European banks scared off from U.S. commercial property loans

TRD New York /
Dec.December 23, 2011 02:32 PM

alternate
text
From left: The entrance to Eurohyop’s NYC offices and 9 Metrotech Center (building credit: PropertyShark)
As European banks mitigate risk amid the debt crisis that’s consumed the continent, many have stopped lending for commercial real estate projects in the U.S., Reuters reported. The total amount of money European banks loaned to the sector has fallen by 31 percent in the last two years, according to Trepp, and more banks have announced they would reduce U.S. property loans.

While European real estate lending is not widespread in much of the United States, it is crucial in big cities like New York. Forest City Ratner was directly affected by this trend in October, when German bank Eurohypo suddenly dropped out of serious negotiations to provide a $65 million loan for 9 MetroTech in Brooklyn.

“It’s their problems at home that are more the issue rather than [being] hugely worried about U.S. exposure,” Matt Anderson, managing director of Trepp, said.

Combine Europe’s departure from the real estate loan market, and the tightening lending standards at home, and the U.S. is forced to look to Asia to fund large projects. But Japan has also retreated from U.S. commercial real estate lending, and though China has stepped up its lending by more than 260 percent to $3.1 billion, and Taiwan has increased its exposure 6.7 percent to $2.4 billion, that doesn’t compensate for the billions Europe is no longer willing to lend. [Reuters]


Related Articles

arrow_forward_ios
Eric Gordon

Eric Gordon on the evolution of the residential data game — and how to stay competitive in the new world

Eric Gordon on the evolution of the residential data game — and how to stay competitive in the new world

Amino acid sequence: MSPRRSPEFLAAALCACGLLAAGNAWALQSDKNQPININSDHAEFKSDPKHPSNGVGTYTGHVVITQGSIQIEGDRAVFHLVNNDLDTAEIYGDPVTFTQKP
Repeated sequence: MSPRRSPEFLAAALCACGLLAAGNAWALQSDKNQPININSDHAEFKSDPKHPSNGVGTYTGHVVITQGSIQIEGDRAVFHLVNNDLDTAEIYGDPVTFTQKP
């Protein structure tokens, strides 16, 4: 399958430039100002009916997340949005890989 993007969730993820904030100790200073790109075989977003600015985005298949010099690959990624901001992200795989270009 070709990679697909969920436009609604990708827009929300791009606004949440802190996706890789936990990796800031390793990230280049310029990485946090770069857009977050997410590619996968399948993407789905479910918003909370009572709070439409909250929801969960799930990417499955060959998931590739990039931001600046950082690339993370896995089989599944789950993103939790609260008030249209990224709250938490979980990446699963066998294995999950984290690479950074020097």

Big Tech locations in NYC

MAP: Here’s a look at all the Big Tech locations in NYC

MAP: Here’s a look at all the Big Tech locations in NYC
What will proptech look like in 2019 and beyond?

What will proptech look like in 2019 and beyond?

What will proptech look like in 2019 and beyond?
As widespread protests sweep the country, the real estate industry reflects on its decades-long support of the NYPD (Photo illustration by Alexis Manrodt for The Real Deal, Getty, iStock)

As Black Lives Matter protests rage on, NY real estate bleeds blue

As Black Lives Matter protests rage on, NY real estate bleeds blue
States Title's Max Simkoff and The Real Deal's Hiten Samtani

The Interview: States Title’s Max Simkoff on reforming the murkiest corner of real estate

The Interview: States Title’s Max Simkoff on reforming the murkiest corner of real estate
Mayor Bill de Blasio and Gov. Andrew Cuomo (Getty, Paul Dilakian)

Despite looting, NYC reopening on track: Cuomo

Despite looting, NYC reopening on track: Cuomo
(Photos by Sylvia Varnham O'Regan, Getty)

After looting, BIDs reverse guidance on boarding up stores

After looting, BIDs reverse guidance on boarding up stores
“5 years ago, people would say, what’s a TikTok?” Bill Rudin on why NYC’s office market may be more resilient than you think

“5 years ago, people would say, what’s a TikTok?” Bill Rudin on why NYC’s office market may be more resilient than you think

“5 years ago, people would say, what’s a TikTok?” Bill Rudin on why NYC’s office market may be more resilient than you think
arrow_forward_ios

The Deal's newsletters give you the latest scoops, fresh headlines, marketing data, and things to know within the industry.

Loading...